TORONTO (Reuters) - Canada’s dollar was little changed against its U.S. counterpart on Tuesday as bright spots contained in a domestic retail sales report were offset by data showing Europe’s debt crisis had caused a sharp slowdown in German factory activity.
Canadian retail sales grew by a weaker-than-expected 0.3 percent in May, not enough to make up for the previous month’s decline and further proof of lackluster growth in the second quarter, according to Statistics Canada data. But excluding autos, the data came in stronger than expected.
“It was a decent number for Canada, but in the grand scheme of things it’s going to get lost in translation,” John Curran, senior vice president at CanadianForex, said of the retail sales data.
“It’s a positive number. But any good news that stems from that will eventually be negated by the European situation.”
At around 9:00 a.m. EDT (1300 GMT), the Canadian dollar was at C$1.0165 versus its U.S. counterpart, or 98.38 U.S. cents, up slightly from Monday’s North American session close at C$1.0168 to the greenback, or 98.35 U.S. cents.
Global factors weighed on the currency, strategists said. Data showed the private sector across the whole 17-nation euro area shrank for a sixth straight month in July, mainly due to weakness in manufacturing, putting the region on track to fall back into recession.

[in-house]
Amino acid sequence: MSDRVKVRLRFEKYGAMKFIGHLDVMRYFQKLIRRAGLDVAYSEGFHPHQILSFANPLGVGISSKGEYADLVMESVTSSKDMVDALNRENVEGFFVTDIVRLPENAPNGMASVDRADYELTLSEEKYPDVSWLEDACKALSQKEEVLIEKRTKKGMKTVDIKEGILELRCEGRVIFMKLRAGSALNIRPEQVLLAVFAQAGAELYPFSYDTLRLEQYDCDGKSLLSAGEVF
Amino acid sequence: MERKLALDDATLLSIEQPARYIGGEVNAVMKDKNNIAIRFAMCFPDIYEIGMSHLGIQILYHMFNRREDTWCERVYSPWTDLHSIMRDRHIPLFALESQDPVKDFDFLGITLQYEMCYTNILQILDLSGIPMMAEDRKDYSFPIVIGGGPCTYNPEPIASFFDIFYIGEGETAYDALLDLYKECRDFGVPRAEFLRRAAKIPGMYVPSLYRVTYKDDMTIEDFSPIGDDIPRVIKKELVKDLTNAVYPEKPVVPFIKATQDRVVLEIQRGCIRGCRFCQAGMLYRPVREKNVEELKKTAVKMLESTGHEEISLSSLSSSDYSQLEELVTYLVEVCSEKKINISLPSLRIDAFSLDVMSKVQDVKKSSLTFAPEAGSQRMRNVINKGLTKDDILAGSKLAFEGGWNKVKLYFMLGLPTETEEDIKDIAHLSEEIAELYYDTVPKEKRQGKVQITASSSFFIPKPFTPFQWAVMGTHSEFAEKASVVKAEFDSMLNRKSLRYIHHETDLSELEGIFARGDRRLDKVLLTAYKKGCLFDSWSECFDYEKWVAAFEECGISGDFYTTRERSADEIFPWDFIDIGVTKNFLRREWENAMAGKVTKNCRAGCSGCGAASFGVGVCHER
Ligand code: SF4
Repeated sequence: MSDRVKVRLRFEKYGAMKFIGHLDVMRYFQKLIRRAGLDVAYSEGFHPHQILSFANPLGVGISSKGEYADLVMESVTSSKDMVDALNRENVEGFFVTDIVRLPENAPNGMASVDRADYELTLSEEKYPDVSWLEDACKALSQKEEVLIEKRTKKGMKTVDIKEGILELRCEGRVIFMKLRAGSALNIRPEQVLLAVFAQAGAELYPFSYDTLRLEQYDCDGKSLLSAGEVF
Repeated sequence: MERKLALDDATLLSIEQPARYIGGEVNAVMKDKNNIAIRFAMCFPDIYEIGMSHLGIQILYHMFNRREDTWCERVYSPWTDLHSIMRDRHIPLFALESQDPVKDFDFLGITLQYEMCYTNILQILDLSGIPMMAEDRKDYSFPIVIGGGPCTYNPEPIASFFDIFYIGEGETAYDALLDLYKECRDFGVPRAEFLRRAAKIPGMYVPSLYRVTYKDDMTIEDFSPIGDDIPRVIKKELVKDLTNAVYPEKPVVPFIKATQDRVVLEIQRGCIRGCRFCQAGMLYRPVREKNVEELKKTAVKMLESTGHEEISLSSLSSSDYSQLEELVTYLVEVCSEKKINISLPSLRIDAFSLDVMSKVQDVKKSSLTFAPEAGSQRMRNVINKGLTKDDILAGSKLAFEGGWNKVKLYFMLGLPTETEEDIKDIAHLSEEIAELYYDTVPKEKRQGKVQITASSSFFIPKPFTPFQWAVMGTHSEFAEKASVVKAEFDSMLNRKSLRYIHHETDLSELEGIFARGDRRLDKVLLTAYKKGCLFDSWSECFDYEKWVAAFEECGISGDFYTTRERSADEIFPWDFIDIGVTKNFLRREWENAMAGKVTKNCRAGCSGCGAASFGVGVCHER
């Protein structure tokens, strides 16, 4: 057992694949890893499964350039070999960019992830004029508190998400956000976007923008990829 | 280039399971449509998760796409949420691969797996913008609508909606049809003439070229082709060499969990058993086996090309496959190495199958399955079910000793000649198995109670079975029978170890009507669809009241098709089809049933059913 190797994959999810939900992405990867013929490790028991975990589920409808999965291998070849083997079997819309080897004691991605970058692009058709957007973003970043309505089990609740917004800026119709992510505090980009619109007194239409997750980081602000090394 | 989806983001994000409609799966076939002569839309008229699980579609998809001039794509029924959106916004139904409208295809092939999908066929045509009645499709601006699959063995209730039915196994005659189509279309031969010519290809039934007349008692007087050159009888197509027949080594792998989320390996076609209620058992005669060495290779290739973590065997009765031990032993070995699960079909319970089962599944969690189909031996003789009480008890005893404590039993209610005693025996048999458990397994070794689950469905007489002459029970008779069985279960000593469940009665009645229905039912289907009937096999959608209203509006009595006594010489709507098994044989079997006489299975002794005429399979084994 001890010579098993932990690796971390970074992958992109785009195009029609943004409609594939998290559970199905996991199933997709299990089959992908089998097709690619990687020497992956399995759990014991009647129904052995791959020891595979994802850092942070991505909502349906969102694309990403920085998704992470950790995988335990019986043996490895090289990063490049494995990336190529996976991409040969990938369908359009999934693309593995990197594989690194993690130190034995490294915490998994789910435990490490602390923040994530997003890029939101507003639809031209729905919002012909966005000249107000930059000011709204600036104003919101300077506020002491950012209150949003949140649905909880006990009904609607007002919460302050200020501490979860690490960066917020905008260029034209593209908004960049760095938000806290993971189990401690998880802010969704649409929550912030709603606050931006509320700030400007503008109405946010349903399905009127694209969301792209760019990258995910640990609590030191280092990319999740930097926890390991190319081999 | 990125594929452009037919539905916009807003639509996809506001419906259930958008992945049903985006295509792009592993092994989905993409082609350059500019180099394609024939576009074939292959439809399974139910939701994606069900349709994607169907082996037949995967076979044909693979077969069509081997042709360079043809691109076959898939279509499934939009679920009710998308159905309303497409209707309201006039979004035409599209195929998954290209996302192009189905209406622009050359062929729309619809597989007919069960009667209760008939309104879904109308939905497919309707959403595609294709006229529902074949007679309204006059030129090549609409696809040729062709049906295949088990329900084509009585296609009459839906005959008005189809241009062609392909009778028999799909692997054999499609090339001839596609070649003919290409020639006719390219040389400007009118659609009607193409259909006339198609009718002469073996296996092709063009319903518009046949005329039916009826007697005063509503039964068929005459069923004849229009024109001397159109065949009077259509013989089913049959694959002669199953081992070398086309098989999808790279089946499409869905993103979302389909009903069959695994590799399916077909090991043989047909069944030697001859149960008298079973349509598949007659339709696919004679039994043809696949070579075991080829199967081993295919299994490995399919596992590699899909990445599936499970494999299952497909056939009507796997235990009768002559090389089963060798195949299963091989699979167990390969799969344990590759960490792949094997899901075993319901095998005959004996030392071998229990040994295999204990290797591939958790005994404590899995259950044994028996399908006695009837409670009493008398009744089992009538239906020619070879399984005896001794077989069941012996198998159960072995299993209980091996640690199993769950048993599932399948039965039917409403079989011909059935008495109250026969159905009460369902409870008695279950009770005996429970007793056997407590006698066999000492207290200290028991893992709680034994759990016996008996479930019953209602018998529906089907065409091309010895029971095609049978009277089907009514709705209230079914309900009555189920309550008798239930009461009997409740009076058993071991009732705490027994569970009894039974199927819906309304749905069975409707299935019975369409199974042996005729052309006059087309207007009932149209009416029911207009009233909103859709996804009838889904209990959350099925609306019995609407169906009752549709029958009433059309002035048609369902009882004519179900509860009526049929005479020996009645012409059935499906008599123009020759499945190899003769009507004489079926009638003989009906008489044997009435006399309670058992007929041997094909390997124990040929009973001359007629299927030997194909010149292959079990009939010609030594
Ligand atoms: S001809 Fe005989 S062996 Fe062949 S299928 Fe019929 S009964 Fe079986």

The slowdown in German industrial activity was the biggest surprise for market analysts, contracting in July at its fastest pace in three years.
“Europe continues to dominate the market’s focus here,” said Matt Perrier, director of foreign exchange sales at BMO Capital Markets.
Meanwhile, Spain paid the second-highest yield on short-term debt since the 1999 birth of the euro at a debt auction, reflecting a growing belief that the country will need a full sovereign bailout that the euro zone can barely afford.
Risk assets drew some support from data that showed China’s manufacturing output in July grew at its fastest pace in nine months, easing fears of a sharp slowdown in the world’s No. 2 economy.
“It’s a bit of good news after some disappointing numbers out of China but one number doesn’t a trend make, so I think the market is more clearly focused on Europe at this point and concerns over spreads and everything else that’s going on there.”
Perrier said there was some near-term support for the Canadian dollar around its July 12 low of C$1.0251, and resistance around C$1.0165 to C$1.0135.
Canadian bond prices also drifted lower, mostly underperforming U.S. Treasuries. <US/>
The two-year government bond fell 5 Canadian cents to yield 0.954 percent and the benchmark 10-year bond lost 42 Canadian cents to yield 1.627 percent.
Additional reporting by Claire Sibonney; Editing by James Dalgleish